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Contesting Slavery: The Politics of Bondage and Freedom in by John Craig Hammond

By John Craig Hammond

Recent scholarship on slavery and politics among 1776 and 1840 has totally revised historians’ realizing of the matter of slavery in American politics. Contesting Slavery builds at the better of that literature to reexamine the politics of slavery in progressive the USA and the early republic.

The unique essays accrued right here learn the progressive period and the early republic all alone phrases to provide clean insights into the politics of slavery earlier than 1840. the gathering forces historians to reconsider the a number of meanings of slavery and antislavery to a huge array of american citizens, from unfastened and enslaved African american citizens to proslavery ideologues, from northern farmers to northern woman reformers, from minor social gathering functionaries to political luminaries corresponding to Henry Clay.

The essays additionally delineate the a number of methods slavery sustained clash and consensus in neighborhood, nearby, and nationwide politics. in spite of everything, Contesting Slavery either establishes the abiding presence of slavery and sectionalism in American political existence and demanding situations historians’ long-standing assumptions concerning the position, that means, and value of slavery in American politics among the innovative and antebellum eras.

Contributors: Rachel wish Cleves, college of Victoria * David F. Ericson, George Mason collage * John Craig Hammond, Penn nation collage, New Kensington * Matthew Mason, Brigham younger collage * Richard Newman, Rochester Institute of know-how * James Oakes, CUNY Graduate heart * Peter S. Onuf, collage of Virginia * Robert G. Parkinson, Shepherd collage * Donald J. Ratcliffe, college of Oxford * Padraig Riley, Dalhousie college * Edward B. Rugemer, Yale college * Brian Schoen, Ohio collage * Andrew Shankman, Rutgers collage, Camden * George William Van Cleve, collage of Virginia * Eva Sheppard Wolf, San Francisco country University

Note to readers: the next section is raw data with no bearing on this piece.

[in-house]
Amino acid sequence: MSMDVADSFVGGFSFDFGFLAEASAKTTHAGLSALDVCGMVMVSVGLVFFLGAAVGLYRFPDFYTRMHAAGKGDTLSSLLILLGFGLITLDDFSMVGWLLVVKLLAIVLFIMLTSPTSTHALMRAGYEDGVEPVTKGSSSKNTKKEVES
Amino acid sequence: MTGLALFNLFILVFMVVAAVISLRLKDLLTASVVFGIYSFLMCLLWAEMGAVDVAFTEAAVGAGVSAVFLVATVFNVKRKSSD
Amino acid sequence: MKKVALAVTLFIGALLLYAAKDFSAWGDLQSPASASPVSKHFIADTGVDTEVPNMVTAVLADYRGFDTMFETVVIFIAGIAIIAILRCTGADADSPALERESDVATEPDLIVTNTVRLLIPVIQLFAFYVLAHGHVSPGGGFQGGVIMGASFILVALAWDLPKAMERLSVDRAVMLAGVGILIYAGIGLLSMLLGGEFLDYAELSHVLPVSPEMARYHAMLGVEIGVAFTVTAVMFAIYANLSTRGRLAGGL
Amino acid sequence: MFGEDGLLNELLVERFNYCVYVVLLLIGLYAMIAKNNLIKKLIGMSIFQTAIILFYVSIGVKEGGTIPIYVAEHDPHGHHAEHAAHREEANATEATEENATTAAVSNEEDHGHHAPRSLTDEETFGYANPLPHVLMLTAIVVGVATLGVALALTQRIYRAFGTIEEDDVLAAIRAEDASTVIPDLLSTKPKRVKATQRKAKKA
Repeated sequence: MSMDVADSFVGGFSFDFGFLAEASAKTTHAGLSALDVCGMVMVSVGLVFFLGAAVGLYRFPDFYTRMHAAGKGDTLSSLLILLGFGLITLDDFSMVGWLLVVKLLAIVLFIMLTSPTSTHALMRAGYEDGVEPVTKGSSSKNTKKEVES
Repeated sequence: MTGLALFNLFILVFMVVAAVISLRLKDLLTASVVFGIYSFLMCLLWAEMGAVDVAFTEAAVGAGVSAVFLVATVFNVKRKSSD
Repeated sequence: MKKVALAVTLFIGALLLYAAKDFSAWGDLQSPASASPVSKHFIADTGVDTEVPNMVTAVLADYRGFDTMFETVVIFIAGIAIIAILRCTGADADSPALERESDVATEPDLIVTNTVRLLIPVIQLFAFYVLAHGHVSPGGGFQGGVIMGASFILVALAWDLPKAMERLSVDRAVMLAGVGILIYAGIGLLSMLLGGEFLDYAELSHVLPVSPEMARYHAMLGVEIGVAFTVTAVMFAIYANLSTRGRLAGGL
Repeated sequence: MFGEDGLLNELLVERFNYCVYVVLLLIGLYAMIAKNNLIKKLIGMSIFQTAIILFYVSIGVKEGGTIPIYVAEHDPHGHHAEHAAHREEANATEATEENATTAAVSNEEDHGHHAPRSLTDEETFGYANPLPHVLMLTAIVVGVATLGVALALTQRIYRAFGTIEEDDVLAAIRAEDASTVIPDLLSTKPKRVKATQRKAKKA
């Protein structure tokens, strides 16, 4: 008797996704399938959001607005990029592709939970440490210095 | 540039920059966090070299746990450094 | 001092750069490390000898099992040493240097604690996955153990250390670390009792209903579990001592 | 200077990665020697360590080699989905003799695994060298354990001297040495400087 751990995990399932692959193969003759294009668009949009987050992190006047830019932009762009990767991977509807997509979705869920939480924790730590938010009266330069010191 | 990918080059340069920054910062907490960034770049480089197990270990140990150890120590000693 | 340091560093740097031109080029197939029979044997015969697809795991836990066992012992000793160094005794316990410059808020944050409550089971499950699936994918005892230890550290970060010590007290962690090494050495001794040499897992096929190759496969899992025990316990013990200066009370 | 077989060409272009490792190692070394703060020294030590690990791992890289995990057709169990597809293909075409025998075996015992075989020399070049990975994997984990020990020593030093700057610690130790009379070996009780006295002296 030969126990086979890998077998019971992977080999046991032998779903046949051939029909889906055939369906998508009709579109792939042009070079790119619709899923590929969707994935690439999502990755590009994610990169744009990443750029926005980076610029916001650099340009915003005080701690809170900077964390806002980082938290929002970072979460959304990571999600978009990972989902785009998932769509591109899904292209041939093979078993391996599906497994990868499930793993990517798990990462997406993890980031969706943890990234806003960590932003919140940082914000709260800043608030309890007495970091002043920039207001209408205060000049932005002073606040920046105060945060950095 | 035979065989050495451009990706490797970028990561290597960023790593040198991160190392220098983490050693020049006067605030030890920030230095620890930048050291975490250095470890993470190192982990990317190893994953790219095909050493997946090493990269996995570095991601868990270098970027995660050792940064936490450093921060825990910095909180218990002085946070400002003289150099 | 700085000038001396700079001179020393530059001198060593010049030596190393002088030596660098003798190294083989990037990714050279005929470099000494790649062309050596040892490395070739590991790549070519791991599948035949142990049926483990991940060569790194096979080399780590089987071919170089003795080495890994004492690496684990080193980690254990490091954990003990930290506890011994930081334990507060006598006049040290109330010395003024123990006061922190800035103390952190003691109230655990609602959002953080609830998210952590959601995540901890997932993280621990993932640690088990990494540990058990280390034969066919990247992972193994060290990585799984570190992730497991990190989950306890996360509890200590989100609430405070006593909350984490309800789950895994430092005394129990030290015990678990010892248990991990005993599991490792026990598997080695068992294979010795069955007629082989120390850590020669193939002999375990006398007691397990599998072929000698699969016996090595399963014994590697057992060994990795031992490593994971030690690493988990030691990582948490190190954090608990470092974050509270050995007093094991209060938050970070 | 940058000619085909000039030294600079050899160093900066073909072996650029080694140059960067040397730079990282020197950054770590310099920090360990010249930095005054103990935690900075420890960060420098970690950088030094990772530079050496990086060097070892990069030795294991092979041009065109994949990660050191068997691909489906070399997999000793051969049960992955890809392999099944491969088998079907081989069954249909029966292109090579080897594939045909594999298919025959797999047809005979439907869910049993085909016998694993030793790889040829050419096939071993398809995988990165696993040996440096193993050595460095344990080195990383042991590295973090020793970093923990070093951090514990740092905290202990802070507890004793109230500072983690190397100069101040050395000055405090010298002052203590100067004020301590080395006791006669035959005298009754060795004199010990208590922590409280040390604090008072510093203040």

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Extra resources for Contesting Slavery: The Politics of Bondage and Freedom in the New American Nation

Sample text

I use the word ‘‘antiabolitionist’’ here advisedly, for too often the literature conflates opposition to abolition with a truly proslavery position. 36. Wolf, Race and Liberty in the New Nation, xii, 225. 37. Mason, Slavery and Politics in the Early American Republic, 38–39 (quotations at 38). 38. , 39. 39. , chap. 2. 40. The Papers of Daniel Webster, ed. Charles M. : University Press of New England, 1974), 1:135–37. 41. Mason, Slavery and Politics in the Early American Republic, chap. 2 (quotation at 58).

23. , 38, 46–55, 68–72. 24. , 91–95, 130–41, 170–71, 195 (quotation at 131); White, Somewhat More Independent, 27–28. 25. Gellman, Emancipating New York, 39, 45, 76. 26. John Craig Hammond, Slavery, Freedom, and Expansion in the Early American West (Charlottesville: University of Virginia Press, 2007), passim, especially 11, 43; Mason, Slavery and Politics in the Early American Republic, 6–7, 25–26, 28. 27. Hammond, Slavery, Freedom, and Expansion in the Early American West, 76–95. 28. , 76–149 (quotations at 98, 135, 121, 78).

In the face of this scholarship, one is left to wonder if the ideas of the American Revolution made any significant or lasting contribution to antislavery in the new American nation. That contribution was at once more and less than the historiography suggests. On the one hand, Revolutionary ideas clearly nourished antislavery activism in the United States. ∞≥ And it seems extraordinarily cynical to dismiss the constant reference to those ideals within antislavery discourse as mere window dressing.

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